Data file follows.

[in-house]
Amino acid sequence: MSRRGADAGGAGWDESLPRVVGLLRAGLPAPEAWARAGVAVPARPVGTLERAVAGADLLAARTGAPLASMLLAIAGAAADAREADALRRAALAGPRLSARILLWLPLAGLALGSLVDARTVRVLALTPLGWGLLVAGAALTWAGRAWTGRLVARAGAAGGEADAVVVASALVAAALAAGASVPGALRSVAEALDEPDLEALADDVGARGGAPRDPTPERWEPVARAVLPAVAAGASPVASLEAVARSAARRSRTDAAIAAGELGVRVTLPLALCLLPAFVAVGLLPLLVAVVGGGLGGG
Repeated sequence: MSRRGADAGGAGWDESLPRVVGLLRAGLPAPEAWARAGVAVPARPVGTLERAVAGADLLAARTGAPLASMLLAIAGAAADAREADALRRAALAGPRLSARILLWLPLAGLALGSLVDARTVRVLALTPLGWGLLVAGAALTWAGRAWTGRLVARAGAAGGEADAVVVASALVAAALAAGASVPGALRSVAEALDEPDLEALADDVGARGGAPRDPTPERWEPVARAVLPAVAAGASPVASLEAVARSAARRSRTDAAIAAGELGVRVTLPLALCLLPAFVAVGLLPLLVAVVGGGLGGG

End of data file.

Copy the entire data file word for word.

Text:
[in-house]
Amino acid sequence: MSRRGADAGGAGWDESLPRVVGLLRAGLPAPEAWARAGVAVPARPVGTLERAVAGADLLAARTGAPLASMLLAIAGAAADAREADALRRAALAGPRLSARILLWLPLAGLALGSLVDARTVRVLALTPLGWGLLVAGAALTWAGRAWTGRLVARAGAAGGEADAVVVASALVAAALAAGASVPGALRSVAEALDEPDLEALADDVGARGGAPRDPTPERWEPVARAVLPAVAAGASPVASLEAVARSAARRSRTDAAIAAGELGVRVTLPLALCLLPAFVAVGLLPLLVAVVGGGLGGG
Repeated sequence: MSRRGADAGGAGWDESLPRVVGLLRAGLPAPEAWARAGVAVPARPVGTLERAVAGADLLAARTGAPLASMLLAIAGAAADAREADALRRAALAGPRLSARILLWLPLAGLALGSLVDARTVRVLALTPLGWGLLVAGAALTWAGRAWTGRLVARAGAAGGEADAVVVASALVAAALAAGASVPGALRSVAEALDEPDLEALADDVGARGGAPRDPTPERWEPVARAVLPAVAAGASPVASLEAVARSAARRSRTDAAIAAGELGVRVTLPLALCLLPAFVAVGLLPLLVAVVGGGLGGG